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Description: Bi-level switching is a relatively simple and durable switching strategy that can generate 10-15 percent energy savings. Bi-level switching’s role in the Commercial Buildings Deduction provision has caused a great deal of discussion in the lighting industry. The law offers minimal language about bi-level switching, but it is clear. To qualify for the Deduction as defined by the Interim Lighting Rules, bi-level switching is required in all occupancies except hotel and motel guest rooms, storage rooms, rest rooms and public lobbies. Due to the lack of additional information, there is presumably some latitude in how it can be accomplished. In existing buildings, including bi-level switching can present application challenges. On the other hand, if it weren’t included, the Deduction provision likely would have required 50% LPD savings in all applications rather than 25-40%.


A number of approaches can be used to accomplish bi-level switching, usually related to the type of controller used to control the lights and how the lights are configured. Most bi-level switching approaches split the lighting in a space into two circuits that can be separately controlled. As an alternative to switching, bi-level dimming or continuous dimming can be employed, ideal for applications where switching or separately circuiting are not practical.

Presumably, one could employ bi-level switching on alternate ballasts, or alternate fixtures, or alternate circuits; switch controlled by photosensor; manual switch controllable by occupants; manual switch controllable by facility operator; scheduled switching based on time or day or other factor; or bi-level or continuous dimming.

Treasury is expected to issue final regulations defining the Commercial Buildings Deduction shortly. Further clarification of bi-level switching is not anticipated at this time, as the law does not require Treasury to do so. However, Treasury will recognize who can certify projects. This party will become the “authority having jurisdiction” in projects seeking the Deduction, and will approve bi-level switching strategies.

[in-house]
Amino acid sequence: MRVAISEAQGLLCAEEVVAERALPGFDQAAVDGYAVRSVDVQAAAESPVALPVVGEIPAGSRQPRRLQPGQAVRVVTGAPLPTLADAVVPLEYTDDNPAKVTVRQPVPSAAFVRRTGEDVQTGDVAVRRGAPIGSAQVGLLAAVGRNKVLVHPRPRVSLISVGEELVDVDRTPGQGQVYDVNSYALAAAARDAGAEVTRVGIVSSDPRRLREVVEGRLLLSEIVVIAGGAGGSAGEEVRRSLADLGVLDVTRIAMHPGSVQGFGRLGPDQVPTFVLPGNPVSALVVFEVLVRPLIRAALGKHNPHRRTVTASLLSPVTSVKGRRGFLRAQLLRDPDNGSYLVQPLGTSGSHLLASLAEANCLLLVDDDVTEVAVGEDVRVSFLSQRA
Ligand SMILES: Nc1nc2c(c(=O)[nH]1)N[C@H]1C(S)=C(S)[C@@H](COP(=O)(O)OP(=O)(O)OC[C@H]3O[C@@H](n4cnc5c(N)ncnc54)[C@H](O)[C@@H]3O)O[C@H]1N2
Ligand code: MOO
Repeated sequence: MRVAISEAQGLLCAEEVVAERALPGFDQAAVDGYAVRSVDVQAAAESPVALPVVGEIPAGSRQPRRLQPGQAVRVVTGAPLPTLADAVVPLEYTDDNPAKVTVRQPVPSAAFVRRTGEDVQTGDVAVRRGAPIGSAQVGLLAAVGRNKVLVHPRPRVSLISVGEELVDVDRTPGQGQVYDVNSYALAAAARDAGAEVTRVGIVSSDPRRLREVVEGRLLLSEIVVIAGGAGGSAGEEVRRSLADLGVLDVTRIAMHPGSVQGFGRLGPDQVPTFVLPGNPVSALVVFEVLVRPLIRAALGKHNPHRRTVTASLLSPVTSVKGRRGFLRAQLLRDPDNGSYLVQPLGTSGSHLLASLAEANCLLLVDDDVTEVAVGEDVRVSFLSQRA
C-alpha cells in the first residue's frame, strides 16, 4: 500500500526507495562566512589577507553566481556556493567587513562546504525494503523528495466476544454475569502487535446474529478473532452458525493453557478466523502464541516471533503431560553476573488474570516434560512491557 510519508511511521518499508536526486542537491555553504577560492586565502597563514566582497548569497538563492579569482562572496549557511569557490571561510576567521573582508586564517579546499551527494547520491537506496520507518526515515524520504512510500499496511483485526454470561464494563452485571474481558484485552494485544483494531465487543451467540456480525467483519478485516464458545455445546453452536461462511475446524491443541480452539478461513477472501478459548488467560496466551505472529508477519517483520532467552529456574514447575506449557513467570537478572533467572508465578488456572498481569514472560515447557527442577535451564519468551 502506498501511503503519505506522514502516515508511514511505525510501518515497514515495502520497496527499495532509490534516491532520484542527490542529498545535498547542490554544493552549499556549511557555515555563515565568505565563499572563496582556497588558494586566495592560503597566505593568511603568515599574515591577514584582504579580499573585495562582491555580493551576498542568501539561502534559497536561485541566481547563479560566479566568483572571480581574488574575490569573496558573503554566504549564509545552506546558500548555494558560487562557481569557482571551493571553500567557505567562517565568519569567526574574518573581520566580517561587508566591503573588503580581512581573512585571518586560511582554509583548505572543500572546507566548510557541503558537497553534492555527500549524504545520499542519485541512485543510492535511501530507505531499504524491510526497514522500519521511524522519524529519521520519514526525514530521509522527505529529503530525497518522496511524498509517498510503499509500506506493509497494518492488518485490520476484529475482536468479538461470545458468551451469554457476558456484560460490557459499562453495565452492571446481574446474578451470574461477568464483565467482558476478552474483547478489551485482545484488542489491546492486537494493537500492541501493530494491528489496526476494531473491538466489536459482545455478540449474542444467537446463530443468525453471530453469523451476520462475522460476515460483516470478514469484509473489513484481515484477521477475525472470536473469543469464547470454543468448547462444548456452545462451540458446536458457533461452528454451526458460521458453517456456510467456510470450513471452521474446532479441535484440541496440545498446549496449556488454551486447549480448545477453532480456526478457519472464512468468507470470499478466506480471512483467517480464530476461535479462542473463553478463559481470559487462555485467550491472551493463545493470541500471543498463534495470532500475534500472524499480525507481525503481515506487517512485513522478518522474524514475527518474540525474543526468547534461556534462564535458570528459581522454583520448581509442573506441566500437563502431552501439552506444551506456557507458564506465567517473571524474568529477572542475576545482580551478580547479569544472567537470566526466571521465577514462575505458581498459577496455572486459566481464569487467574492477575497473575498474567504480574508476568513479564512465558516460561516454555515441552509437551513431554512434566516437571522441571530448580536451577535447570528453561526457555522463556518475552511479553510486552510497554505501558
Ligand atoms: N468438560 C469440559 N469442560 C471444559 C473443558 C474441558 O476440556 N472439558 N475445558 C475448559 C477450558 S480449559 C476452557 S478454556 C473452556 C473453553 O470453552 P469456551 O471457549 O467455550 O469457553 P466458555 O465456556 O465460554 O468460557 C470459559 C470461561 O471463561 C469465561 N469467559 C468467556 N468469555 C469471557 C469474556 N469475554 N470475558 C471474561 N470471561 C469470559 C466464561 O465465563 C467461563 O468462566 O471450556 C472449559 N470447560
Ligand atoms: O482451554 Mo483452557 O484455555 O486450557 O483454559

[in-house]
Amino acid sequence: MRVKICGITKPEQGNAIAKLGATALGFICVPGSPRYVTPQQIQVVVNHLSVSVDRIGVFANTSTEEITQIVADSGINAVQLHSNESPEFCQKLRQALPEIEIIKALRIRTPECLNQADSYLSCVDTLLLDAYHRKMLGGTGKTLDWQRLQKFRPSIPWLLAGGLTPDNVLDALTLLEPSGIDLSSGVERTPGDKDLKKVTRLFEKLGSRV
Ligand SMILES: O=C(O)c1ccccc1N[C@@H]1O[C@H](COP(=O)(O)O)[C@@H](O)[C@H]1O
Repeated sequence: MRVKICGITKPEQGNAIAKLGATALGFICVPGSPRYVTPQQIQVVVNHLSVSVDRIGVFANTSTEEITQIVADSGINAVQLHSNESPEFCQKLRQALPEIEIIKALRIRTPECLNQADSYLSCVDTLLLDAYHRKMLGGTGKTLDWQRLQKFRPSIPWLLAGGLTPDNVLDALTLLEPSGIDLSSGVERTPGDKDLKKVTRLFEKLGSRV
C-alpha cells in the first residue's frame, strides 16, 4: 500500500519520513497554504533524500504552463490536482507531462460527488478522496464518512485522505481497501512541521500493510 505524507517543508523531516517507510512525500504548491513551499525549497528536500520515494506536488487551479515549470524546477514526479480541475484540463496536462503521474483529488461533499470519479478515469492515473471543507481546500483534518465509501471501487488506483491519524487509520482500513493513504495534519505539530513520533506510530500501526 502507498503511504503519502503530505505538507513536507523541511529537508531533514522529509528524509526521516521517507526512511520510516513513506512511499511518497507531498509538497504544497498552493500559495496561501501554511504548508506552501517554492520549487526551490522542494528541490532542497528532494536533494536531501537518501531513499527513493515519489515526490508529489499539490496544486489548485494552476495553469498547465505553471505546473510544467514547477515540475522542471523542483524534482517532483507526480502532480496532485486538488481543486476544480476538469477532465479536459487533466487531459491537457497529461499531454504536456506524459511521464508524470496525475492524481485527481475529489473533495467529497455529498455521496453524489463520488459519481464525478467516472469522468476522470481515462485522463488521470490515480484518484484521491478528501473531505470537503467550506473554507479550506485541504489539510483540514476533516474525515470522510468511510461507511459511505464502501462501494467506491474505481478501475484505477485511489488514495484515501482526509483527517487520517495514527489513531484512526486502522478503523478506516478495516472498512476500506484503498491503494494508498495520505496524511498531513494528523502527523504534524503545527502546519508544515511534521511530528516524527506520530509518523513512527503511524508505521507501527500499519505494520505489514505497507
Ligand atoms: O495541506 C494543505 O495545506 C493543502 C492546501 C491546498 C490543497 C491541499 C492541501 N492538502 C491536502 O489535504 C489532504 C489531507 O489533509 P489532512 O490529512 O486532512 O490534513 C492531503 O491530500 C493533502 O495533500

Below are two common bi-level switching strategies that use switching.

Bi-Level Switching: The below graphic shows a section of an office, lighted by eight 4-lamp fixtures. Two wall switches can be used, one to control all outboard lamps (A and D) while the other controls the inboard lamps (B and C). Alternately, one switch could be used to control all even-numbered fixtures and another for the odd-numbered, or to control fixtures 1/2 and 5/6 separately from the other four. Any of these techniques permits a 50% reduction in light output, with the best selection being that which closely matches occupancy patterns in the space. By using four controls, even more variations are possible. Instead of wall-switches, a number of other controllers can be used, such as scheduling control panels, photosensors, occupancy sensors and other devices.


Multi-Level Switching: Another strategy is multi-level switching, which can be initiated using a manual switch or automatically based on a control signal from a photosensor (based on detected light level resulting from available daylight), occupancy sensor (based on detected occupancy), or centralized control system (based on a schedule). This graphic shows a series of three-lamp fixtures with split-ballast wiring so that the inboard lamps are controlled on a separate circuit than the outboard lamps. This allows four light levels—100% (all lamps lit), 66% (2 lamps in each fixture lit), 33% (1 lamp in each fixture lit), and 0% (all lamps extinguished). The graphic shows two lamps being lit in each fixture, providing 66% light output. Multi-level switching provides greater flexibility than bi-level switching and poses a less abrupt change in light level when automatic control is used.


see also:
Bi-Level Switching

Occupancy Sensors
Intelligent Control Panels


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